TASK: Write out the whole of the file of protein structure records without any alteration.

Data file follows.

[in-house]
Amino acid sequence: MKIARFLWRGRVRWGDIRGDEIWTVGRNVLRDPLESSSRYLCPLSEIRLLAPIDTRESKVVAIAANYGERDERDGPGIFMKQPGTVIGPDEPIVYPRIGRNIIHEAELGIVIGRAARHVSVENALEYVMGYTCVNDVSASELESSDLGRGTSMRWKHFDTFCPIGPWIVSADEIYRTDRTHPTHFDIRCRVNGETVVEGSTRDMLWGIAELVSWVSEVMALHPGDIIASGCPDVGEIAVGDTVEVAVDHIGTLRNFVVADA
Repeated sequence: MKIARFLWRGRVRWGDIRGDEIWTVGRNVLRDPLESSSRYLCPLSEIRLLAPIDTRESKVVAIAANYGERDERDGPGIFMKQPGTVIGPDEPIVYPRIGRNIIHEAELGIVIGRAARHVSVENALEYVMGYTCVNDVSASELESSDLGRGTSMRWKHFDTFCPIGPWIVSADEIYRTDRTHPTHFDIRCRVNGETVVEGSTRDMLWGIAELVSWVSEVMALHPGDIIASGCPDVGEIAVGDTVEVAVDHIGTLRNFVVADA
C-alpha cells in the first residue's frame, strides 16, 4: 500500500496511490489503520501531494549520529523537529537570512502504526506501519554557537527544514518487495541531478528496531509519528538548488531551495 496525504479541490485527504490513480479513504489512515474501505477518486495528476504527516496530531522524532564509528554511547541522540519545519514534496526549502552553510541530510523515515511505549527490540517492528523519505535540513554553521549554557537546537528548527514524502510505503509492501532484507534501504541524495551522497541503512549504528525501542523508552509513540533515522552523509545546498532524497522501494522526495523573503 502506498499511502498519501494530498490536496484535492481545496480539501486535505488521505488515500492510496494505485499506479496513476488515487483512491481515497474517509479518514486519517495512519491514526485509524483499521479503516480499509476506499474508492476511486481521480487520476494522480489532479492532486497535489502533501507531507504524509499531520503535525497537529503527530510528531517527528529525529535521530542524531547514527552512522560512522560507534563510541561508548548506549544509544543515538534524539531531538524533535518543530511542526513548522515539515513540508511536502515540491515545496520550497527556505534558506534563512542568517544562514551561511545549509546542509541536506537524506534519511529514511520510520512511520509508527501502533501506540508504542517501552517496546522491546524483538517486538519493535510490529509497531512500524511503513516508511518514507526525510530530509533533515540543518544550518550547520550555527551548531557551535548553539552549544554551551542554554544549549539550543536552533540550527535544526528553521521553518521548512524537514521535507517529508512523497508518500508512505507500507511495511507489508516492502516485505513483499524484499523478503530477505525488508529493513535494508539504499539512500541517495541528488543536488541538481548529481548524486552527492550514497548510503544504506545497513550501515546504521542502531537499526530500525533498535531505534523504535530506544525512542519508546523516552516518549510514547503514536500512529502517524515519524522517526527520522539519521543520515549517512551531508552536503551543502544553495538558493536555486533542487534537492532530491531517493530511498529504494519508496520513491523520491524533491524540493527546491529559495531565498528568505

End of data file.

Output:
[in-house]
Amino acid sequence: MKIARFLWRGRVRWGDIRGDEIWTVGRNVLRDPLESSSRYLCPLSEIRLLAPIDTRESKVVAIAANYGERDERDGPGIFMKQPGTVIGPDEPIVYPRIGRNIIHEAELGIVIGRAARHVSVENALEYVMGYTCVNDVSASELESSDLGRGTSMRWKHFDTFCPIGPWIVSADEIYRTDRTHPTHFDIRCRVNGETVVEGSTRDMLWGIAELVSWVSEVMALHPGDIIASGCPDVGEIAVGDTVEVAVDHIGTLRNFVVADA
Repeated sequence: MKIARFLWRGRVRWGDIRGDEIWTVGRNVLRDPLESSSRYLCPLSEIRLLAPIDTRESKVVAIAANYGERDERDGPGIFMKQPGTVIGPDEPIVYPRIGRNIIHEAELGIVIGRAARHVSVENALEYVMGYTCVNDVSASELESSDLGRGTSMRWKHFDTFCPIGPWIVSADEIYRTDRTHPTHFDIRCRVNGETVVEGSTRDMLWGIAELVSWVSEVMALHPGDIIASGCPDVGEIAVGDTVEVAVDHIGTLRNFVVADA
C-alpha cells in the first residue's frame, strides 16, 4: 500500500496511490489503520501531494549520529523537529537570512502504526506501519554557537527544514518487495541531478528496531509519528538548488531551495 496525504479541490485527504490513480479513504489512515474501505477518486495528476504527516496530531522524532564509528554511547541522540519545519514534496526549502552553510541530510523515515511505549527490540517492528523519505535540513554553521549554557537546537528548527514524502510505503509492501532484507534501504541524495551522497541503512549504528525501542523508552509513540533515522552523509545546498532524497522501494522526495523573503 502506498499511502498519501494530498490536496484535492481545496480539501486535505488521505488515500492510496494505485499506479496513476488515487483512491481515497474517509479518514486519517495512519491514526485509524483499521479503516480499509476506499474508492476511486481521480487520476494522480489532479492532486497535489502533501507531507504524509499531520503535525497537529503527530510528531517527528529525529535521530542524531547514527552512522560512522560507534563510541561508548548506549544509544543515538534524539531531538524533535518543530511542526513548522515539515513540508511536502515540491515545496520550497527556505534558506534563512542568517544562514551561511545549509546542509541536506537524506534519511529514511520510520512511520509508527501502533501506540508504542517501552517496546522491546524483538517486538519493535510490529509497531512500524511503513516508511518514507526525510530530509533533515540543518544550518550547520550555527551548531557551535548553539552549544554551551542554554544549549539550543536552533540550527535544526528553521521553518521548512524537514521535507517529508512523497508518500508512505507500507511495511507489508516492502516485505513483499524484499523478503530477505525488508529493513535494508539504499539512500541517495541528488543536488541538481548529481548524486552527492550514497548510503544504506545497513550501515546504521542502531537499526530500525533498535531505534523504535530506544525512542519508546523516552516518549510514547503514536500512529502517524515519524522517526527520522539519521543520515549517512551531508552536503551543502544553495538558493536555486533542487534537492532530491531517493530511498529504494519508496520513491523520491524533491524540493527546491529559495531565498528568505